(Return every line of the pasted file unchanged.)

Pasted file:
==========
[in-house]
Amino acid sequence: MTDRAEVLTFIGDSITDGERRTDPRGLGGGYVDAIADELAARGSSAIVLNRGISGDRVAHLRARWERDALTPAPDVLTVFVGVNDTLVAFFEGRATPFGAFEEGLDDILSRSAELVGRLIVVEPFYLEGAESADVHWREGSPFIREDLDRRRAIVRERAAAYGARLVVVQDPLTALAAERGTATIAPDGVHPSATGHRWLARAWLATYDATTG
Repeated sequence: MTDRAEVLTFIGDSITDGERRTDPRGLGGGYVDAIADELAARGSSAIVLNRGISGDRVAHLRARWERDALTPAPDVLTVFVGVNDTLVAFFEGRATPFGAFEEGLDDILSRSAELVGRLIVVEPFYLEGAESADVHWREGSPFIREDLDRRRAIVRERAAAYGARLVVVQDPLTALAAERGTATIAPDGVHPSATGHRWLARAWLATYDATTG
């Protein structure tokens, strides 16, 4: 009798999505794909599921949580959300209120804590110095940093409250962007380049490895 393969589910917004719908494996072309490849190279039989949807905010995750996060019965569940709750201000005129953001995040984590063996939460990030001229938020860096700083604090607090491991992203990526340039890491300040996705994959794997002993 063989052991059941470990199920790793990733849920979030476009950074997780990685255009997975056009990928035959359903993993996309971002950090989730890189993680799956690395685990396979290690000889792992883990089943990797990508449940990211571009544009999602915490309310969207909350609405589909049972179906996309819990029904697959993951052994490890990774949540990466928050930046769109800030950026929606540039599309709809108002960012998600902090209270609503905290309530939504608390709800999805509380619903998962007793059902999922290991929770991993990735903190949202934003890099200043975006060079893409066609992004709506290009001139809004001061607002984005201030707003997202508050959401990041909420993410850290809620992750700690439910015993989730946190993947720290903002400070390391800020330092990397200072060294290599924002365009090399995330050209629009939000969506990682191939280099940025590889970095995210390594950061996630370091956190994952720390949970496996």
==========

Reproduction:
[in-house]
Amino acid sequence: MTDRAEVLTFIGDSITDGERRTDPRGLGGGYVDAIADELAARGSSAIVLNRGISGDRVAHLRARWERDALTPAPDVLTVFVGVNDTLVAFFEGRATPFGAFEEGLDDILSRSAELVGRLIVVEPFYLEGAESADVHWREGSPFIREDLDRRRAIVRERAAAYGARLVVVQDPLTALAAERGTATIAPDGVHPSATGHRWLARAWLATYDATTG
Repeated sequence: MTDRAEVLTFIGDSITDGERRTDPRGLGGGYVDAIADELAARGSSAIVLNRGISGDRVAHLRARWERDALTPAPDVLTVFVGVNDTLVAFFEGRATPFGAFEEGLDDILSRSAELVGRLIVVEPFYLEGAESADVHWREGSPFIREDLDRRRAIVRERAAAYGARLVVVQDPLTALAAERGTATIAPDGVHPSATGHRWLARAWLATYDATTG
């Protein structure tokens, strides 16, 4: 009798999505794909599921949580959300209120804590110095940093409250962007380049490895 393969589910917004719908494996072309490849190279039989949807905010995750996060019965569940709750201000005129953001995040984590063996939460990030001229938020860096700083604090607090491991992203990526340039890491300040996705994959794997002993 063989052991059941470990199920790793990733849920979030476009950074997780990685255009997975056009990928035959359903993993996309971002950090989730890189993680799956690395685990396979290690000889792992883990089943990797990508449940990211571009544009999602915490309310969207909350609405589909049972179906996309819990029904697959993951052994490890990774949540990466928050930046769109800030950026929606540039599309709809108002960012998600902090209270609503905290309530939504608390709800999805509380619903998962007793059902999922290991929770991993990735903190949202934003890099200043975006060079893409066609992004709506290009001139809004001061607002984005201030707003997202508050959401990041909420993410850290809620992750700690439910015993989730946190993947720290903002400070390391800020330092990397200072060294290599924002365009090399995330050209629009939000969506990682191939280099940025590889970095995210390594950061996630370091956190994952720390949970496996």